6. Peter B has done great justice to Whittaker Chambers, with this surpassingly beautiful quote.

    Having read “Witness” I can only urge other Catholic people to read it, to hear a true and dramatic story of the drama of good and evil of an American man, in our own time, once allied with evil itself, and seeing The Lie, escaped with his life, and gave witness to Jesus, against “The-Lie-of-the-Marxists.”

  7. Great article. Marcuse and Adorno were associated with the Frankfurt School, the thinkers of which mixed the likes of Marx, Nietzsche, and Freud in an unholy concoction of poisonous thinking.

  8. “And all those who had believed were together and had all things in common; and they began selling their property and possessions and were sharing them with all, as anyone might have need. Acts 2:44-45

    The condemnation of Ananias and Sapphira, Acts 5:1-11.

    “ If he has any property, let him either assign it beforehand to the poor, or else by formal donation confer it upon the monastery, reserving nothing at all for himself, as becomes one who must know that thenceforth he will hold no power even over himself. Forthwith therefore, in the oratory, let him also be stripped of the garments, his own property, with which he is clad and be clothed with such as are the property of the monastery: and let those garments of which he was stripped be put away to be kept in the wardrobe, that if at any time, by suasion of the devil, he should consent to go forth from the monastery, which God forbid, he may then be cast forth unfrocked.”. Rules of St Benedict Chapter 58, Benedict of Nursia, 516

    People forget that the early church was a communistic society and that we are called to love and care for each other as God loves and cares for us.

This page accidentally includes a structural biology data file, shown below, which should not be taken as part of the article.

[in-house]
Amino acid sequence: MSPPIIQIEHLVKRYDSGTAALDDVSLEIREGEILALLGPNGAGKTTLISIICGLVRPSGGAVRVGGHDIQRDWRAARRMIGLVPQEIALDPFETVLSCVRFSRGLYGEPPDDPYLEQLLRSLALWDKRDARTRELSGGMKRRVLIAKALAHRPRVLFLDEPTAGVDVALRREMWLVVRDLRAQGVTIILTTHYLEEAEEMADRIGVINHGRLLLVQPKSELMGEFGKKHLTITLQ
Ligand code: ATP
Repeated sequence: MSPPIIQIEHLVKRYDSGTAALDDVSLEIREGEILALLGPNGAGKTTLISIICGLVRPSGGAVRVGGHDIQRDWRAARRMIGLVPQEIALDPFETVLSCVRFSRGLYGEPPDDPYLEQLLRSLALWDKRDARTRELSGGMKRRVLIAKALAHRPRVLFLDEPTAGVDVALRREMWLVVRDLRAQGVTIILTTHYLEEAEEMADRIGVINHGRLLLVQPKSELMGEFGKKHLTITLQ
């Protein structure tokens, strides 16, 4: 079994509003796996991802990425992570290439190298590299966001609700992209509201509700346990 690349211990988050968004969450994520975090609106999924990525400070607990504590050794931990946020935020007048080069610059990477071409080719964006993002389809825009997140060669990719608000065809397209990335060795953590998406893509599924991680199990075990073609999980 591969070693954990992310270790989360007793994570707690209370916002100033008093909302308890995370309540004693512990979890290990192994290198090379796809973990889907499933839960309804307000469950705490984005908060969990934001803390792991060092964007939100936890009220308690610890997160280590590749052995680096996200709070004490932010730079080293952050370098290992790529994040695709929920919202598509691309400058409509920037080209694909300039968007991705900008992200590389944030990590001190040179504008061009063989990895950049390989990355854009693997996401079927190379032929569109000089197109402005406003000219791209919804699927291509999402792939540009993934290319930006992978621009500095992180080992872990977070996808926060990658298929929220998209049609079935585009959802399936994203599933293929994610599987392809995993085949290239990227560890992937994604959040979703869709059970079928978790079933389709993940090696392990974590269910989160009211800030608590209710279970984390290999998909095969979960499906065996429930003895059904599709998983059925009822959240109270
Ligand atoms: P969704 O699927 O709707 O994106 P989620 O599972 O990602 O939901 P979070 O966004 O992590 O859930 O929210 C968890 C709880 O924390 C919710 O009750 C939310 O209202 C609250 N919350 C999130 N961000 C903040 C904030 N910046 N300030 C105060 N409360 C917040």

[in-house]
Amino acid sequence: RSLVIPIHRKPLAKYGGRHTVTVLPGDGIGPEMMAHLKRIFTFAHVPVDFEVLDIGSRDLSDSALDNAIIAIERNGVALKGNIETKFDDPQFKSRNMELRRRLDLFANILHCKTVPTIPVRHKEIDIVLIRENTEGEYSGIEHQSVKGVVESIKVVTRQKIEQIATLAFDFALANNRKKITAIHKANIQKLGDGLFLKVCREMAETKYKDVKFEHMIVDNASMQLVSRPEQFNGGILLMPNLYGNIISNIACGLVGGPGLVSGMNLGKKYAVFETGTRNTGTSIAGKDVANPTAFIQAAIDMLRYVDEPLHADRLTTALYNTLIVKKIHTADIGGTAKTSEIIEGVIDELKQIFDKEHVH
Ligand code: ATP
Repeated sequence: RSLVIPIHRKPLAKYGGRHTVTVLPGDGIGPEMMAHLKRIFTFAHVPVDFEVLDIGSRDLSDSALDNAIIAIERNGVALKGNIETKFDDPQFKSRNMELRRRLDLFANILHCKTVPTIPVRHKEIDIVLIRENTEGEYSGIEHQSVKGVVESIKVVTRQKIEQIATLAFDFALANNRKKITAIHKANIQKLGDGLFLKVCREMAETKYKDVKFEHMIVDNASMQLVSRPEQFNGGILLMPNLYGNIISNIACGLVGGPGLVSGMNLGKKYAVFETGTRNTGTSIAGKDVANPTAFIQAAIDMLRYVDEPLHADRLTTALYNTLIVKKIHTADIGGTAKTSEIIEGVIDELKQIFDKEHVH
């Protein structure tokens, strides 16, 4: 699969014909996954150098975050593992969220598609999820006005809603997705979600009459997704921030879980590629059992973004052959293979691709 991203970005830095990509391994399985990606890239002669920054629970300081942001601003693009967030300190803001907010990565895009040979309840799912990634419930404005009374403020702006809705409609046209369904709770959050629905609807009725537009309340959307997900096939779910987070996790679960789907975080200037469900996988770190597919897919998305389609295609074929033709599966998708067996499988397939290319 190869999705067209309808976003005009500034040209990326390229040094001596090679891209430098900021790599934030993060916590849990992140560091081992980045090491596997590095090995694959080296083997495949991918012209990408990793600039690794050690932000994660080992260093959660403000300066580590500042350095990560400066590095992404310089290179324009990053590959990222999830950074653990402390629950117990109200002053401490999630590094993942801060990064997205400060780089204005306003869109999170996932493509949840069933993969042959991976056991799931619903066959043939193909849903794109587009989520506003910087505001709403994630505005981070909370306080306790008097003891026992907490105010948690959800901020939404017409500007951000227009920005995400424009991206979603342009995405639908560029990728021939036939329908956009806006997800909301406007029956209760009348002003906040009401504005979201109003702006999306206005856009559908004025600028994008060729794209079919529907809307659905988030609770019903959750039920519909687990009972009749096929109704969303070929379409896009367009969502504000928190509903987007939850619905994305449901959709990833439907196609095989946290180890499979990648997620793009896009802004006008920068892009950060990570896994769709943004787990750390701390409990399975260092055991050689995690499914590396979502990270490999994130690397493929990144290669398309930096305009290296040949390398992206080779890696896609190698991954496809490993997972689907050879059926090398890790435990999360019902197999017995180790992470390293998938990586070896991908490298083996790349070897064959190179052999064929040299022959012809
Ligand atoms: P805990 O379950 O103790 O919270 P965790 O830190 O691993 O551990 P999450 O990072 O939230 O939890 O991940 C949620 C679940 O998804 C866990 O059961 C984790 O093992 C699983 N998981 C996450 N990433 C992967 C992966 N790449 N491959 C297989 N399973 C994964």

• What some people seem to forget is that the communitarian approach taken by the early Church (and continued within monasteries and other religious communities) is voluntary, Christo-centric, and oriented toward the Trinitarian communio, whereas Communism/Marxism is atheistic, anti-human, and totalitarian (that is, coercive), oriented toward the State. Or, in the case of cultural Marxism, aimed toward a sort of nihilistic expressive absolutism that relies on the secular State. There’s a reason the former leads to saints while the latter has resulted in some 100 million murdered.

      • This is lucid. You have attached the primitive Christianity to an eschatological eucharistic prayer of the ‘communicantes’. That makes communitarian, which is collectivism, which is a form of socialism accepted societal regulatory mechanisms.

    • The early Christians were not communists. They believed and worshiped God, while communists seek to destroy God. They owned private property(otherwise what would they be selling?), while the communist state owns everything. They shared their wealth, while communist governments take the wealth of others and give it to their cronies.